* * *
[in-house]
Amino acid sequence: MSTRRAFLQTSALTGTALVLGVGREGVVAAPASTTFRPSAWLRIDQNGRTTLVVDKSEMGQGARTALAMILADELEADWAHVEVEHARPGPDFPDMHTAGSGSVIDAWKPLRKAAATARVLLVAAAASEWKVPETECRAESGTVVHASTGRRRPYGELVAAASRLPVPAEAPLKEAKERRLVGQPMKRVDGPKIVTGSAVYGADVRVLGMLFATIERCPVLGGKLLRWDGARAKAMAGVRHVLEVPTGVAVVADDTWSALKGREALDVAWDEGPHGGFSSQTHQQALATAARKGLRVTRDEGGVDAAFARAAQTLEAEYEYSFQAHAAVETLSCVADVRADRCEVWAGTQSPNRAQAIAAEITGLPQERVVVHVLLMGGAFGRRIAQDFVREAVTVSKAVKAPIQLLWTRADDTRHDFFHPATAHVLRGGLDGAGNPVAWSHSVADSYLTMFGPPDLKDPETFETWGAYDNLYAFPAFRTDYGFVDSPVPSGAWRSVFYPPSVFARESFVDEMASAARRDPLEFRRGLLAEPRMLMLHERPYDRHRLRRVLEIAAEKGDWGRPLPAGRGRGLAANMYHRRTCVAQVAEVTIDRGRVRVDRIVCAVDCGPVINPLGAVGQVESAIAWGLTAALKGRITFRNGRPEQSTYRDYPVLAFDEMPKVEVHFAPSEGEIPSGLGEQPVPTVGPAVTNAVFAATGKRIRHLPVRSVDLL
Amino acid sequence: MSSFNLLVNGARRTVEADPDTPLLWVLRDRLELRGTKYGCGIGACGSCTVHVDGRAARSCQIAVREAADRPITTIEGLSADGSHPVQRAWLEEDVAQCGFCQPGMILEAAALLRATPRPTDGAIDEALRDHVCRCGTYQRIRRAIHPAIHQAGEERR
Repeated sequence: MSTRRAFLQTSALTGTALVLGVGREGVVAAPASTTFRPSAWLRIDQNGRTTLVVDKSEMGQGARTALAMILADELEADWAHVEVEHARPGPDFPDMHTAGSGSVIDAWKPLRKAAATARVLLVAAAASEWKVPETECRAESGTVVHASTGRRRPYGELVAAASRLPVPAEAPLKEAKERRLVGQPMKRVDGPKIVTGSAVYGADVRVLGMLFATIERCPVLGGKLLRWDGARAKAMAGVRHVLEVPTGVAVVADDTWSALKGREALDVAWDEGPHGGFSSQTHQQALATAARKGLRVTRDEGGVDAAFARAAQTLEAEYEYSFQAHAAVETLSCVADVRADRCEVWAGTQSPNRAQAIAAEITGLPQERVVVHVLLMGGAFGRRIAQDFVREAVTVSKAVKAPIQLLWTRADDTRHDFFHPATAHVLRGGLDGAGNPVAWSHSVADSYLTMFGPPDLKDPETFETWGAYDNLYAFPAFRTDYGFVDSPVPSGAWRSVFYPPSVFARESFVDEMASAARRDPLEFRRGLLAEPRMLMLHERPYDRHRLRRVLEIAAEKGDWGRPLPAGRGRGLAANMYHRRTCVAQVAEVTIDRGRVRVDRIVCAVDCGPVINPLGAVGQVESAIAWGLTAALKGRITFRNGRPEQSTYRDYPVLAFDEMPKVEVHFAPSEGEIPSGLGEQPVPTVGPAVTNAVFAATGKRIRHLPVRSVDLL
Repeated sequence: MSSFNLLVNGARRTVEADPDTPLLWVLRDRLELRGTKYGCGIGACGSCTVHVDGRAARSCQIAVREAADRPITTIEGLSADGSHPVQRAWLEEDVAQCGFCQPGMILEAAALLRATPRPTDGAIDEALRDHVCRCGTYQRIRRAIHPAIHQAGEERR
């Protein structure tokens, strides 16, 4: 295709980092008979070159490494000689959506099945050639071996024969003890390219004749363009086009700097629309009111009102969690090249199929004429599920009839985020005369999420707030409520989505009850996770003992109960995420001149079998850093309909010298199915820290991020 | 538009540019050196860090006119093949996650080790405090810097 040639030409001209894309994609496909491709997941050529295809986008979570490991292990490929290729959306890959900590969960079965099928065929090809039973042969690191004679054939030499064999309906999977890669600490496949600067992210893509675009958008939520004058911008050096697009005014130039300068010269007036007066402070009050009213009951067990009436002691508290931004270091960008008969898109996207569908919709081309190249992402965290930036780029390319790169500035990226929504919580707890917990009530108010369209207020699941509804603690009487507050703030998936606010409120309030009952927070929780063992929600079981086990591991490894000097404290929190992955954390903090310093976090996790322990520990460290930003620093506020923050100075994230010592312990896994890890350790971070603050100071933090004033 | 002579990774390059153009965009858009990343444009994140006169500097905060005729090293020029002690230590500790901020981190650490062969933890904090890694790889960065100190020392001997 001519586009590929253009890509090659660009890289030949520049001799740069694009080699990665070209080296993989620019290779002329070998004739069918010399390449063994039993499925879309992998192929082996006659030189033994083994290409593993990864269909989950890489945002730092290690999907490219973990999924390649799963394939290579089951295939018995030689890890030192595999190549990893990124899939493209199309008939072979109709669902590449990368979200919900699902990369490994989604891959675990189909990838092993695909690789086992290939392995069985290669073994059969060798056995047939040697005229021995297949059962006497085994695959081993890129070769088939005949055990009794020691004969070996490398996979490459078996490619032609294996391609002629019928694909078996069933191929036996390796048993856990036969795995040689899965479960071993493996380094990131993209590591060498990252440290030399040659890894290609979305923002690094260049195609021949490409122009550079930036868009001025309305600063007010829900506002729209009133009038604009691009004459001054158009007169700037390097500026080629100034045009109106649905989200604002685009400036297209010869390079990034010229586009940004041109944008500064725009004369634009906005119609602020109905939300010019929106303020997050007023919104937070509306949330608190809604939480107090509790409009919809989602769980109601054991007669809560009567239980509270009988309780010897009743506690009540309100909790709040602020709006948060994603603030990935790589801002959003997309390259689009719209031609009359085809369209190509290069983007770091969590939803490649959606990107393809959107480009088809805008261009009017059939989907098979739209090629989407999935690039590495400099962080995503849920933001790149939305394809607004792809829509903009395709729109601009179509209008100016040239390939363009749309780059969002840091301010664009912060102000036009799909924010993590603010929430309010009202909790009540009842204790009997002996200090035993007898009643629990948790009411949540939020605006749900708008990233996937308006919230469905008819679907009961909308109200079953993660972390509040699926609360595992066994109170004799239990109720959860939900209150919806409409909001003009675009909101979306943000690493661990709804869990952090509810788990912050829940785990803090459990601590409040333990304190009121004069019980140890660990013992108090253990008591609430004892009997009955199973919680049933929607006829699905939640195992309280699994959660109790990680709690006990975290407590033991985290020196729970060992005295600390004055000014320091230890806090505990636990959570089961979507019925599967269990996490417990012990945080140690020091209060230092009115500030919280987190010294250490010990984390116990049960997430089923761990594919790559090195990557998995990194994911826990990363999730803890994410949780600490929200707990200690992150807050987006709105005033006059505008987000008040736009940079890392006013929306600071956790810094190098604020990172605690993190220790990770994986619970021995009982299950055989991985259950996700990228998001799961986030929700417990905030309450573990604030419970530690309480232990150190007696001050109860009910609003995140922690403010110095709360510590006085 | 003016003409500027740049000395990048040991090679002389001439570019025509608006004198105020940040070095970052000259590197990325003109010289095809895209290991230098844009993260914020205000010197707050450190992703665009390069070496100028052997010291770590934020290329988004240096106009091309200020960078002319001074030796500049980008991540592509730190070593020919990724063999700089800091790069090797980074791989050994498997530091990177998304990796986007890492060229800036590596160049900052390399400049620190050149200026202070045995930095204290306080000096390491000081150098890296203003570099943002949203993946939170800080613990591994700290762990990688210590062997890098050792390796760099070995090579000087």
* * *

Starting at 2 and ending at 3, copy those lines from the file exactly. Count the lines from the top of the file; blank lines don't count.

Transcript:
Amino acid sequence: MSTRRAFLQTSALTGTALVLGVGREGVVAAPASTTFRPSAWLRIDQNGRTTLVVDKSEMGQGARTALAMILADELEADWAHVEVEHARPGPDFPDMHTAGSGSVIDAWKPLRKAAATARVLLVAAAASEWKVPETECRAESGTVVHASTGRRRPYGELVAAASRLPVPAEAPLKEAKERRLVGQPMKRVDGPKIVTGSAVYGADVRVLGMLFATIERCPVLGGKLLRWDGARAKAMAGVRHVLEVPTGVAVVADDTWSALKGREALDVAWDEGPHGGFSSQTHQQALATAARKGLRVTRDEGGVDAAFARAAQTLEAEYEYSFQAHAAVETLSCVADVRADRCEVWAGTQSPNRAQAIAAEITGLPQERVVVHVLLMGGAFGRRIAQDFVREAVTVSKAVKAPIQLLWTRADDTRHDFFHPATAHVLRGGLDGAGNPVAWSHSVADSYLTMFGPPDLKDPETFETWGAYDNLYAFPAFRTDYGFVDSPVPSGAWRSVFYPPSVFARESFVDEMASAARRDPLEFRRGLLAEPRMLMLHERPYDRHRLRRVLEIAAEKGDWGRPLPAGRGRGLAANMYHRRTCVAQVAEVTIDRGRVRVDRIVCAVDCGPVINPLGAVGQVESAIAWGLTAALKGRITFRNGRPEQSTYRDYPVLAFDEMPKVEVHFAPSEGEIPSGLGEQPVPTVGPAVTNAVFAATGKRIRHLPVRSVDLL
Amino acid sequence: MSSFNLLVNGARRTVEADPDTPLLWVLRDRLELRGTKYGCGIGACGSCTVHVDGRAARSCQIAVREAADRPITTIEGLSADGSHPVQRAWLEEDVAQCGFCQPGMILEAAALLRATPRPTDGAIDEALRDHVCRCGTYQRIRRAIHPAIHQAGEERR